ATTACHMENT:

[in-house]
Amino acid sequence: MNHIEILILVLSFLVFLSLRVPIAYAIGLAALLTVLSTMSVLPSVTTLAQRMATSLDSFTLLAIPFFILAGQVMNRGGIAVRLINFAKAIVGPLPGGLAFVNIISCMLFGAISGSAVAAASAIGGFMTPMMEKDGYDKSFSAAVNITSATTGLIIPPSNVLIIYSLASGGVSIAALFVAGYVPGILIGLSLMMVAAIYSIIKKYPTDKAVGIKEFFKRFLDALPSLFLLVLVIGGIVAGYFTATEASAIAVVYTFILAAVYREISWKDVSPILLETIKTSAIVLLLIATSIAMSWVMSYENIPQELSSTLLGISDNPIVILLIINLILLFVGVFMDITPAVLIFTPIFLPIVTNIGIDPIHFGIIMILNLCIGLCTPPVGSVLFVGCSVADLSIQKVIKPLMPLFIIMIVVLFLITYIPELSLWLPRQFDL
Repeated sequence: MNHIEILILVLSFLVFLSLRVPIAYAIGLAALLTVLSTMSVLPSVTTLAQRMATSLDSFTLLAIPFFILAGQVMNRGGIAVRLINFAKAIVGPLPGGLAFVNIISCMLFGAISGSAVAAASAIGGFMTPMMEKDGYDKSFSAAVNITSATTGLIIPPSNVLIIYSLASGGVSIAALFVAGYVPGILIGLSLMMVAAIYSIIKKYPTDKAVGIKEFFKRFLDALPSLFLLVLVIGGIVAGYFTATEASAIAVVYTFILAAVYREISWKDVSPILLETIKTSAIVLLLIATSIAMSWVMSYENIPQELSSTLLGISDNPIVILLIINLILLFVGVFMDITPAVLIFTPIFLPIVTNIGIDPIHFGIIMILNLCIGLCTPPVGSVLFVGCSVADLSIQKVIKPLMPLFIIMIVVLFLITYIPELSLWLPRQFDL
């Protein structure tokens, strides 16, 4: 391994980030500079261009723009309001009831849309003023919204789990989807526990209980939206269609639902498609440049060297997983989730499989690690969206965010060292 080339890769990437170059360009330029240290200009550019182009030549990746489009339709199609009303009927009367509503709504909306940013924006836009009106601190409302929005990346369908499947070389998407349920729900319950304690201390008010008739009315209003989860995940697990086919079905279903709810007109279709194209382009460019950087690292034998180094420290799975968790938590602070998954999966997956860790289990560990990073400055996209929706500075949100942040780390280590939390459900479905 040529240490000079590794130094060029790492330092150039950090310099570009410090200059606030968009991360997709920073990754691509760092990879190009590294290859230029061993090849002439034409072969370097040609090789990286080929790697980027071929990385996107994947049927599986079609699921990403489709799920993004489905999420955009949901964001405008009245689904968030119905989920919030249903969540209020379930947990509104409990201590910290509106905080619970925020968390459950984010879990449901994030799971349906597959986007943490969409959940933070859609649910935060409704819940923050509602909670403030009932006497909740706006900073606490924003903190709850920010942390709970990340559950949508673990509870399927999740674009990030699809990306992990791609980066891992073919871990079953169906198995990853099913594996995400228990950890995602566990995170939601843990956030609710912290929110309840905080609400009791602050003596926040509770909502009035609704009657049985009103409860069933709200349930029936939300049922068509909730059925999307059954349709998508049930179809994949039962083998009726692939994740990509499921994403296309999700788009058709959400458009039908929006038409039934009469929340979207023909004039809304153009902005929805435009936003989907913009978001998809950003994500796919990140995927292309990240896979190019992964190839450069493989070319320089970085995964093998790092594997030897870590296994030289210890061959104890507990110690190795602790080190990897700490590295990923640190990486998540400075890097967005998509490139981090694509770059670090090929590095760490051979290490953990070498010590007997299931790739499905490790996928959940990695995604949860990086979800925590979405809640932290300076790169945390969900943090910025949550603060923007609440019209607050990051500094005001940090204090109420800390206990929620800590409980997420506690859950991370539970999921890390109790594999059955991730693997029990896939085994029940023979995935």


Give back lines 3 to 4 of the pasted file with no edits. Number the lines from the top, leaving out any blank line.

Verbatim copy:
Repeated sequence: MNHIEILILVLSFLVFLSLRVPIAYAIGLAALLTVLSTMSVLPSVTTLAQRMATSLDSFTLLAIPFFILAGQVMNRGGIAVRLINFAKAIVGPLPGGLAFVNIISCMLFGAISGSAVAAASAIGGFMTPMMEKDGYDKSFSAAVNITSATTGLIIPPSNVLIIYSLASGGVSIAALFVAGYVPGILIGLSLMMVAAIYSIIKKYPTDKAVGIKEFFKRFLDALPSLFLLVLVIGGIVAGYFTATEASAIAVVYTFILAAVYREISWKDVSPILLETIKTSAIVLLLIATSIAMSWVMSYENIPQELSSTLLGISDNPIVILLIINLILLFVGVFMDITPAVLIFTPIFLPIVTNIGIDPIHFGIIMILNLCIGLCTPPVGSVLFVGCSVADLSIQKVIKPLMPLFIIMIVVLFLITYIPELSLWLPRQFDL
């Protein structure tokens, strides 16, 4: 391994980030500079261009723009309001009831849309003023919204789990989807526990209980939206269609639902498609440049060297997983989730499989690690969206965010060292 080339890769990437170059360009330029240290200009550019182009030549990746489009339709199609009303009927009367509503709504909306940013924006836009009106601190409302929005990346369908499947070389998407349920729900319950304690201390008010008739009315209003989860995940697990086919079905279903709810007109279709194209382009460019950087690292034998180094420290799975968790938590602070998954999966997956860790289990560990990073400055996209929706500075949100942040780390280590939390459900479905 040529240490000079590794130094060029790492330092150039950090310099570009410090200059606030968009991360997709920073990754691509760092990879190009590294290859230029061993090849002439034409072969370097040609090789990286080929790697980027071929990385996107994947049927599986079609699921990403489709799920993004489905999420955009949901964001405008009245689904968030119905989920919030249903969540209020379930947990509104409990201590910290509106905080619970925020968390459950984010879990449901994030799971349906597959986007943490969409959940933070859609649910935060409704819940923050509602909670403030009932006497909740706006900073606490924003903190709850920010942390709970990340559950949508673990509870399927999740674009990030699809990306992990791609980066891992073919871990079953169906198995990853099913594996995400228990950890995602566990995170939601843990956030609710912290929110309840905080609400009791602050003596926040509770909502009035609704009657049985009103409860069933709200349930029936939300049922068509909730059925999307059954349709998508049930179809994949039962083998009726692939994740990509499921994403296309999700788009058709959400458009039908929006038409039934009469929340979207023909004039809304153009902005929805435009936003989907913009978001998809950003994500796919990140995927292309990240896979190019992964190839450069493989070319320089970085995964093998790092594997030897870590296994030289210890061959104890507990110690190795602790080190990897700490590295990923640190990486998540400075890097967005998509490139981090694509770059670090090929590095760490051979290490953990070498010590007997299931790739499905490790996928959940990695995604949860990086979800925590979405809640932290300076790169945390969900943090910025949550603060923007609440019209607050990051500094005001940090204090109420800390206990929620800590409980997420506690859950991370539970999921890390109790594999059955991730693997029990896939085994029940023979995935």